Count Five is an equitable estoppel claim by the Arbers against Equitable. This count was in the original complaint, and we ruled that it stated a claim upon which relief could be granted in our April 4, 1994 Opinion. Count Eight is a claim for breach of contract by Omni against Equitable. This count has appeared in all versions of the complaint, and this is the third time Equitable has asked us to dismiss this Count. *fn1" We ruled in our April 4, 1994 Opinion that the breach of contract claim would not be dismissed. In our December 12, 1994 Opinion, we ruled that Equitable's arguments must be in the nature of a motion to reconsider, since we had already ruled on the claim. We found no reason to reconsider that decision. In this motion, Equitable makes the same arguments to dismiss both counts it has made before. *fn2" We refer the parties to our December 12, 1994 Opinion, pages four and five, for a discussion of the standard in making a motion to reconsider. Based on that standard, Equitable has made no showing that we should reconsider our earlier decisions, and therefore, we do not. For all these reasons, we deny this portion of Defendant's motion.


 Count Nine is a claim for unjust enrichment by Omni against Equitable. Equitable makes two arguments why this claim must be dismissed. First, it argues that in Pennsylvania, there can be no claim for unjust enrichment when the relationship between the parties is founded upon a written or otherwise express agreement. Benefit Trust Life Ins. Co. v. Union Nat'l Bank, 776 F.2d 1174, 1177 (3d Cir. 1985); McClellan Realty v. Institutional Invs. Trust, 714 F. Supp. 733, 739 (M.D. Pa. 1988) (citing Schott v. Westinghouse Elec. Corp., 436 Pa. 279, 259 A.2d 443 (1969)), aff'd, 879 F.2d 858 (3d Cir. 1989). Second, it argues that Omni cannot show that Equitable has been unjustly enriched because Equitable returned all the premium money that Omni paid to it.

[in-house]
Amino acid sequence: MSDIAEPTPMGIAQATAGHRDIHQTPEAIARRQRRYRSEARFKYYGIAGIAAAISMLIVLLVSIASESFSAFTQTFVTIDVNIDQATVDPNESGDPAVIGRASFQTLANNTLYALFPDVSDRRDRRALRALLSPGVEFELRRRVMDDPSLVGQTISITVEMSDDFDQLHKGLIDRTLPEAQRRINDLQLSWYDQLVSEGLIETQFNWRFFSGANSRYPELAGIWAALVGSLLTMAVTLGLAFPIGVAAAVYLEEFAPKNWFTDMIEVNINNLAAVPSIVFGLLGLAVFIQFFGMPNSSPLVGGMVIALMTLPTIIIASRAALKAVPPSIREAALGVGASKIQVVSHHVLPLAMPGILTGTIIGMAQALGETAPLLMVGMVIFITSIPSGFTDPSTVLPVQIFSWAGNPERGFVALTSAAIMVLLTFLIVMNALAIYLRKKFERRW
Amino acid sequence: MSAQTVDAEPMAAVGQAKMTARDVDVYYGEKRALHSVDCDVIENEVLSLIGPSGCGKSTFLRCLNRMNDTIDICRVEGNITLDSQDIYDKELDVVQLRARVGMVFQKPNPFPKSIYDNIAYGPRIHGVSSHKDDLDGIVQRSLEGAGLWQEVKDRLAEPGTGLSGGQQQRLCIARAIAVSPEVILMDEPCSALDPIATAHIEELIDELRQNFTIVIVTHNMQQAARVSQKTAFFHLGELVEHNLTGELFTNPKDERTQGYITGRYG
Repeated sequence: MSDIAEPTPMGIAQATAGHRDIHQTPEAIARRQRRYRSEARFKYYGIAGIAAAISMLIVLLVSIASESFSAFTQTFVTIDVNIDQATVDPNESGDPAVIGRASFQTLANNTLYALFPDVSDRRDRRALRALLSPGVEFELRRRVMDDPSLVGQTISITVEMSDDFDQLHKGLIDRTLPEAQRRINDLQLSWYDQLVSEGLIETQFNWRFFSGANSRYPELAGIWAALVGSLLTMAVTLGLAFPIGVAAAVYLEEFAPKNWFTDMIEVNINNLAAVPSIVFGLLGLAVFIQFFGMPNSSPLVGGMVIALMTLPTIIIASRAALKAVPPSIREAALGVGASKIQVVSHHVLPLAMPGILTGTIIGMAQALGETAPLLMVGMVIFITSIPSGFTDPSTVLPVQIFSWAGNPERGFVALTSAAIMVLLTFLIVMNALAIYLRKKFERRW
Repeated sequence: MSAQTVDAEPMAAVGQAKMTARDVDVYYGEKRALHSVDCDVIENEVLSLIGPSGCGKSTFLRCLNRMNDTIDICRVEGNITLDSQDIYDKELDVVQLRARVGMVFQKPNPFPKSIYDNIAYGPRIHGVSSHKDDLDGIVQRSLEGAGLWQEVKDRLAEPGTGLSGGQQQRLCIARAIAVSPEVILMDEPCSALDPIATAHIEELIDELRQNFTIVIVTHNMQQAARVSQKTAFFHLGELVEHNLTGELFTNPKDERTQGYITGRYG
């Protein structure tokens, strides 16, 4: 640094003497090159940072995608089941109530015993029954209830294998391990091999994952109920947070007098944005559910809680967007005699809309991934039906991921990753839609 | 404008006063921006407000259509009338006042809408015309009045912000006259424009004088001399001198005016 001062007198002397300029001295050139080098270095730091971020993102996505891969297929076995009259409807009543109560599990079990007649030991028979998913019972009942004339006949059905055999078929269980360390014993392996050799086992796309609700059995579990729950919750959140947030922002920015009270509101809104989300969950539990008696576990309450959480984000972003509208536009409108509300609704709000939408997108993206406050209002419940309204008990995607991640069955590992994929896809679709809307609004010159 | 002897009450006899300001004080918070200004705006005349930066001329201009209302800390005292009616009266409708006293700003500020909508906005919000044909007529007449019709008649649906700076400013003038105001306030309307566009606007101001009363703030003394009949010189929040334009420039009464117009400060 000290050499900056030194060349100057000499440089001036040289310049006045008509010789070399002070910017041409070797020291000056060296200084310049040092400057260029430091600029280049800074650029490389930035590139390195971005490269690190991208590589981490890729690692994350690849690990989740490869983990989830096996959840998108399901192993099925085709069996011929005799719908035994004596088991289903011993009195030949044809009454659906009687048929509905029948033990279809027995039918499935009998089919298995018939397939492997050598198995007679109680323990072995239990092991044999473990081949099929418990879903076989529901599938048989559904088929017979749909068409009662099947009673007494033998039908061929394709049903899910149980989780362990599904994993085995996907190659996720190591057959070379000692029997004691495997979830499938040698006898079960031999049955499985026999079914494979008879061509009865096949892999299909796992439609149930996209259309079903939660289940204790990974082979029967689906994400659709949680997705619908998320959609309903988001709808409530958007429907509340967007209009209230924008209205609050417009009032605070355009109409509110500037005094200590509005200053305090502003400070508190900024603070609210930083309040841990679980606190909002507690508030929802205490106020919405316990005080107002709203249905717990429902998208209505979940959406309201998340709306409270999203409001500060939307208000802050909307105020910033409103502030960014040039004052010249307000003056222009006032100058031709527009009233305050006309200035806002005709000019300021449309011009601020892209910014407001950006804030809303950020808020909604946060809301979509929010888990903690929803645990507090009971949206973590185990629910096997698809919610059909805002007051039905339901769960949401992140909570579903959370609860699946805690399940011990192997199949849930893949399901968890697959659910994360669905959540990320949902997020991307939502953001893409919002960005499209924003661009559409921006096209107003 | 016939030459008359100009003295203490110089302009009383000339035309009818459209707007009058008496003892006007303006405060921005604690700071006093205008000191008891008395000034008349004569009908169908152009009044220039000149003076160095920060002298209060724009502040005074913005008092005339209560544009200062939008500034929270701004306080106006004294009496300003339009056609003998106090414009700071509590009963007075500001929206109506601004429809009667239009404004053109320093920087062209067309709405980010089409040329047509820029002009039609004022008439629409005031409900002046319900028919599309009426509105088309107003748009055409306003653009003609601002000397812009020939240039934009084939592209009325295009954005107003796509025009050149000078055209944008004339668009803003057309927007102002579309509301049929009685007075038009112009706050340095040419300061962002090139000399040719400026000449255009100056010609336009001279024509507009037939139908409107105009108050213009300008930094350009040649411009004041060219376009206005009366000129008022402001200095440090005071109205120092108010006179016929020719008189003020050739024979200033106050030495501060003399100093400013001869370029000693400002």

Omni does not directly rebut Equitable's first argument, except to assert that this claim is brought as an alternative in the event this Court rules that there is no contract, or that Equitable was not a party to the contract. Although this appears to be an unlikely result, we cannot rule it out at this point of the litigation and will not dismiss the count based on Equitable's first argument.

 As to Equitable's second argument, Omni points out that it is not asserting that Equitable was unjustly enriched by retention of Omni's premiums, but by not having to pay for the Arbers' medical expenses. This argument has some support in Kendal, and therefore, there is arguably a state of facts that Omni could prove that would entitle it to relief. 771 F. Supp. at 685. For these reasons, we deny this final portion of Defendant's Motion to Dismiss.

 An appropriate Order follows.


 AND NOW, this 19th day of June, 1995, upon consideration of Defendant's Motion to Dismiss Plaintiff's Third Amended Complaint and responses thereto, the Motion is hereby DENIED.